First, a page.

Welcome to Two Years In, a feature where Eater chats with chefs and owners of restaurants celebrating significant anniversaries.[Photo: La Coop]
Bobby Benjamin left the Oakroom for the chance to head up his own kitchen in the environmentally-conscious Green Building. Eater recently asked Chef Benjamin about his past two years at La Coop: Bistro à Vins. His replies cover the challenges of a small restaurant, chicken and waffles in a French café, and a bit-too-intimate reaction to his pot de crème dessert.
How are things going after two years?
Bobby Benjamin: I think that things are going great! The city has really adapted to La Coop and been supportive of the direction we've taken the restaurant. They are enjoying French food and keep coming back. We continue to see a strong number of regular come back week after week because they share my passion for food.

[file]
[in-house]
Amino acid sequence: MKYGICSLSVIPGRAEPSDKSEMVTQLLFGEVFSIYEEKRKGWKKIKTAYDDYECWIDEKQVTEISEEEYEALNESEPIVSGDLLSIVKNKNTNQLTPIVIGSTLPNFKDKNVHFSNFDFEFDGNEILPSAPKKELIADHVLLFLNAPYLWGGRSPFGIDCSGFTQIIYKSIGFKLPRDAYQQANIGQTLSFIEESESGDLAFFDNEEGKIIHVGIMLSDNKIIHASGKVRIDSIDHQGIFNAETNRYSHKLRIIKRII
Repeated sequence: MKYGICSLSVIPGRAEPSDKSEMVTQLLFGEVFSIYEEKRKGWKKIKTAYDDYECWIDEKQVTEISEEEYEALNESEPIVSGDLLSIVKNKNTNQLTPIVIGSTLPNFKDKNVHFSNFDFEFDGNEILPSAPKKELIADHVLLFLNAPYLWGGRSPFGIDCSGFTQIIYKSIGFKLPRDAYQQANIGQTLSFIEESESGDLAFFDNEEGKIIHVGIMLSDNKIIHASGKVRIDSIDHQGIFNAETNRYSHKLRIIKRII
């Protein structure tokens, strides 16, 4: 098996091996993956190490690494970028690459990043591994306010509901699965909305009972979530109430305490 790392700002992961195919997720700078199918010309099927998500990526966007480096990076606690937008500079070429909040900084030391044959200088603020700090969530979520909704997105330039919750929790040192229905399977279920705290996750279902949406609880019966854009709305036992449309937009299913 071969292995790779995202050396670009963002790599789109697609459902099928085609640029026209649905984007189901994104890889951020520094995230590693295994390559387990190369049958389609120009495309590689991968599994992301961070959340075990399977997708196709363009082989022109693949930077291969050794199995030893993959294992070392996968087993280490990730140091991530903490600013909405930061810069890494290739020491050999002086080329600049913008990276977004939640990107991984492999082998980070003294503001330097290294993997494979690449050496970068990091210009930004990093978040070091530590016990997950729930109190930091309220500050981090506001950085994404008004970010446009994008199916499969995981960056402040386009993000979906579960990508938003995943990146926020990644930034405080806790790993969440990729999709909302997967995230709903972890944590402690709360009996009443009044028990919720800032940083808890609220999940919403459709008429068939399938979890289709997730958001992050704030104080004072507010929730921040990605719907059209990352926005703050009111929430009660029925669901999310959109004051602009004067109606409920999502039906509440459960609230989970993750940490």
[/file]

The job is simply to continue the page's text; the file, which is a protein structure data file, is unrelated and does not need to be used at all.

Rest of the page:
Can you pick one word to describe the past two years?
Can you sum up the past two years in a couple of sentences?
BB: I've become a stronger leader and seen the restaurant grow so much. After becoming a partner in the restaurant, my relationships got even better with our team and our diners and I just keep learning more and more. It's been a constant progression.
What changed after six months?
BB: We had to get rid of lunch. It just wasn't working. With such a small restaurant, we had to turn away too many guests in a short time period. It was too much at once.
What changed after one year?
BB: After a year, I became a partner and our team got stronger as a whole. We were able to build our clientele of regulars and just keep building as a team. I started to focus on interacting with our farmers and integrating local food. Farmers like Brooke Eckmann, my heirloom tomato supplier from Ambrosia Farm, and Carol Friedman got me into the local scene to build those relationships. They have such a passion for growing vegetables and bring such amazing ingredients that I look forward to working with them now on an everyday basis.
What changed after two years?